Lee Jeong-A – Udon Entertainment – 2008 – 2+ volumes
I’m really sad that Udon’s manhwa line seems to be on an extended hold, because all the series I sampled were really, really interesting. Both this and Reading Club were pretty unique and showed a lot of potential, and Evyione was quite simply one of the most amazing books I read in 2008. I loved it. I think its sad the second volume never came out. On the plus side, other lines of Udon Entertainment books seem to still be hopping, so there’s still hope for these series.
The premise is something that immediately sucked me in, because anything having to do with evil variations of fairy tales has my attention. The framing device had me a little worried, though, since there are a lot of variations on the “omniscient purveyor of goods/advice/help to characters in fairy tale themed one-shot stories” series. This wasn’t quite like that, though it comes pretty close. While the Peddler does offer an item to the characters in the first chapter, he’s really more of an observer, or not involved at all. Sort of like the girl in Presents, I think, except even less so.
The first several pages had me very, very worried since they made no sense whatsoever. It starts off with some Alice in Wonderland allusions, then hops around a little bit before settling into the first story, which was an alternate take on Sleeping Beauty. The story was a very close retelling on the original, except the Peddler gave a “seed” to the princess’s mother so she could give birth, something that wouldn’t have happened since the King neglected her in favor of sculpting. The ending was bizarre and different, too, and involved a character that seemed like he would be important, then wasn’t. This story was okay, but also extremely disorganized. The other stories get better.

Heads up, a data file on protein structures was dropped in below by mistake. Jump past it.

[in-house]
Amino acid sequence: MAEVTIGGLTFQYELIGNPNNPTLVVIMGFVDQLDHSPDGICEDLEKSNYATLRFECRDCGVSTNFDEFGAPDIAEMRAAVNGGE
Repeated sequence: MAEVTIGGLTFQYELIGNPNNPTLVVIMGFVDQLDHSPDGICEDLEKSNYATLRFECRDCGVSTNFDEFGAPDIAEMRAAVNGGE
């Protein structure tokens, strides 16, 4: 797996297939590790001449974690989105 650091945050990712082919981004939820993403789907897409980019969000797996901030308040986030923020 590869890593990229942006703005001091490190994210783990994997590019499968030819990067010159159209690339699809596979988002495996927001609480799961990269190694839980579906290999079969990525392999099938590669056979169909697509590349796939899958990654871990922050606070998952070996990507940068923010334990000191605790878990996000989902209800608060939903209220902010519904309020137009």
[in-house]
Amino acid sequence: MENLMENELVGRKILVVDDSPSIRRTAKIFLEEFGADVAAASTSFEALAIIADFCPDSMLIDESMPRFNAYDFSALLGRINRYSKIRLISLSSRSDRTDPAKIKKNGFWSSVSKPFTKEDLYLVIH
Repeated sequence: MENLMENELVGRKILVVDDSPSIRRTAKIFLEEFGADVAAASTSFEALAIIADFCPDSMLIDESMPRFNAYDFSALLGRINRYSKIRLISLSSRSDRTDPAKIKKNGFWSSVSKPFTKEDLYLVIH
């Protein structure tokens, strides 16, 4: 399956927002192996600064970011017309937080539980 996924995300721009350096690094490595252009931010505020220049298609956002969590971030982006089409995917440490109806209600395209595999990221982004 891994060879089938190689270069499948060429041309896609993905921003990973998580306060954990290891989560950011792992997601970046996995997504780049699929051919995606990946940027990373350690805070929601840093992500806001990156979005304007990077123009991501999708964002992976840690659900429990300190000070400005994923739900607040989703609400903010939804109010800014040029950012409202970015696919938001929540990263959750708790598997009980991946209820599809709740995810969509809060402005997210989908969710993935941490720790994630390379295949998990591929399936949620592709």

The second story is about the Peddler himself at home, and he’s visited by Hansel and Gretel. This was the most solid story in the volume and my favorite by far, since it featured a nice twist, had little to do with the original fairy tale, and also presumably gave us some information that will prove to be important to the plot of the series.
The third story was a retelling of The Little Mermaid with a mermaid who is more or less a terrible person. She tries to win over the prince as part of a bet with the Peddler rather than because she is smitten, and the prince sees straight through her. There wasn’t quite enough variation on the original story for my taste, but it was still a fun read.
The last story made no sense to me, and seemed to be a very liberal take on Cinderella, except involving vengeful twins and greedy parents and child abuse. The Peddler doesn’t have much to do with this story, either. That’s probably for the best.
Now, I liked this volume, but the storytelling definitely had some flaws to it. It’s still definitely worth reading though, and they seem like the kind of issues that will easily iron themselves out in future volumes. I do hope we see more, because I see this being along the same lines as Nightmare Inspector, another excellent series of fairy tale-like one-shots involving a character with insight into the stories being told. I’m interested in where the plot eventually goes, too, or if it’ll be mostly one-shots with the little bit of plot development left behind.
One other thing: the art is very pretty. Nice costumes, detailed settings, all the right stuff to really bring the stories to life. It’s rough, but is definitely worth picking up to anyone who is at all interested.